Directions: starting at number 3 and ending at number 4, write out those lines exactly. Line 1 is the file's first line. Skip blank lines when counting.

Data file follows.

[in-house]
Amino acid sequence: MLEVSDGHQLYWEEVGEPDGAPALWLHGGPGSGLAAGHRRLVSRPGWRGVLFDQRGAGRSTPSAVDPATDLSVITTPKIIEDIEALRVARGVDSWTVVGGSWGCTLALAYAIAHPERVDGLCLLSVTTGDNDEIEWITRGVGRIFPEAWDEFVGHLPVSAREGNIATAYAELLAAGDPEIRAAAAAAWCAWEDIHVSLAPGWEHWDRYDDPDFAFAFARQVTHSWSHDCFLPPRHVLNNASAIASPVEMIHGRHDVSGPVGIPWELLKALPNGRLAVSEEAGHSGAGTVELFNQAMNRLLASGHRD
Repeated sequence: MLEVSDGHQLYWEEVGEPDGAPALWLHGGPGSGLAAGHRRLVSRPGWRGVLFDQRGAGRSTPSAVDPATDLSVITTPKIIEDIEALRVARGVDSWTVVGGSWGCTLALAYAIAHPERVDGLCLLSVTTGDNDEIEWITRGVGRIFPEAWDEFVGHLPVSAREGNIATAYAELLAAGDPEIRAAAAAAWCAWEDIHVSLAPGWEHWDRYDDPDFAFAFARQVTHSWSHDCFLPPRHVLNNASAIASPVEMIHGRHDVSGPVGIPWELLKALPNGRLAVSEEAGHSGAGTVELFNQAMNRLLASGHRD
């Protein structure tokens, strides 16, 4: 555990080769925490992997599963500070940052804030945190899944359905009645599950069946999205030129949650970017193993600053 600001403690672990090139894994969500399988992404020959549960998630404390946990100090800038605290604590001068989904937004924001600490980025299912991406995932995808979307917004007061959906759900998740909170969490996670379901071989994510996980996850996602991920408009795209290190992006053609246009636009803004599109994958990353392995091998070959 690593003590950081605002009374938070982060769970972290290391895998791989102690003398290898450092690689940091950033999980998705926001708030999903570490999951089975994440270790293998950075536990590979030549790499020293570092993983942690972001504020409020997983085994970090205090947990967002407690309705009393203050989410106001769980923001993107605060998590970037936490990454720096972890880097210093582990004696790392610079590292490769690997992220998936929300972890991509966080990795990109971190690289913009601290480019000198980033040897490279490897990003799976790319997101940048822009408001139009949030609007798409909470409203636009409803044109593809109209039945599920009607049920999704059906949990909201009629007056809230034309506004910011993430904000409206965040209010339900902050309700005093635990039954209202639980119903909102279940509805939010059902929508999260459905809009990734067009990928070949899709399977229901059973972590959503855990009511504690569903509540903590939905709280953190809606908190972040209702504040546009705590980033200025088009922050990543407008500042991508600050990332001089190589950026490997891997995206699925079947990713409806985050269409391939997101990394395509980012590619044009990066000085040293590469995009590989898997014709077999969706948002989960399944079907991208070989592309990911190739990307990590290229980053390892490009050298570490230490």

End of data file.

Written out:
Repeated sequence: MLEVSDGHQLYWEEVGEPDGAPALWLHGGPGSGLAAGHRRLVSRPGWRGVLFDQRGAGRSTPSAVDPATDLSVITTPKIIEDIEALRVARGVDSWTVVGGSWGCTLALAYAIAHPERVDGLCLLSVTTGDNDEIEWITRGVGRIFPEAWDEFVGHLPVSAREGNIATAYAELLAAGDPEIRAAAAAAWCAWEDIHVSLAPGWEHWDRYDDPDFAFAFARQVTHSWSHDCFLPPRHVLNNASAIASPVEMIHGRHDVSGPVGIPWELLKALPNGRLAVSEEAGHSGAGTVELFNQAMNRLLASGHRD
């Protein structure tokens, strides 16, 4: 555990080769925490992997599963500070940052804030945190899944359905009645599950069946999205030129949650970017193993600053 600001403690672990090139894994969500399988992404020959549960998630404390946990100090800038605290604590001068989904937004924001600490980025299912991406995932995808979307917004007061959906759900998740909170969490996670379901071989994510996980996850996602991920408009795209290190992006053609246009636009803004599109994958990353392995091998070959 690593003590950081605002009374938070982060769970972290290391895998791989102690003398290898450092690689940091950033999980998705926001708030999903570490999951089975994440270790293998950075536990590979030549790499020293570092993983942690972001504020409020997983085994970090205090947990967002407690309705009393203050989410106001769980923001993107605060998590970037936490990454720096972890880097210093582990004696790392610079590292490769690997992220998936929300972890991509966080990795990109971190690289913009601290480019000198980033040897490279490897990003799976790319997101940048822009408001139009949030609007798409909470409203636009409803044109593809109209039945599920009607049920999704059906949990909201009629007056809230034309506004910011993430904000409206965040209010339900902050309700005093635990039954209202639980119903909102279940509805939010059902929508999260459905809009990734067009990928070949899709399977229901059973972590959503855990009511504690569903509540903590939905709280953190809606908190972040209702504040546009705590980033200025088009922050990543407008500042991508600050990332001089190589950026490997891997995206699925079947990713409806985050269409391939997101990394395509980012590619044009990066000085040293590469995009590989898997014709077999969706948002989960399944079907991208070989592309990911190739990307990590290229980053390892490009050298570490230490």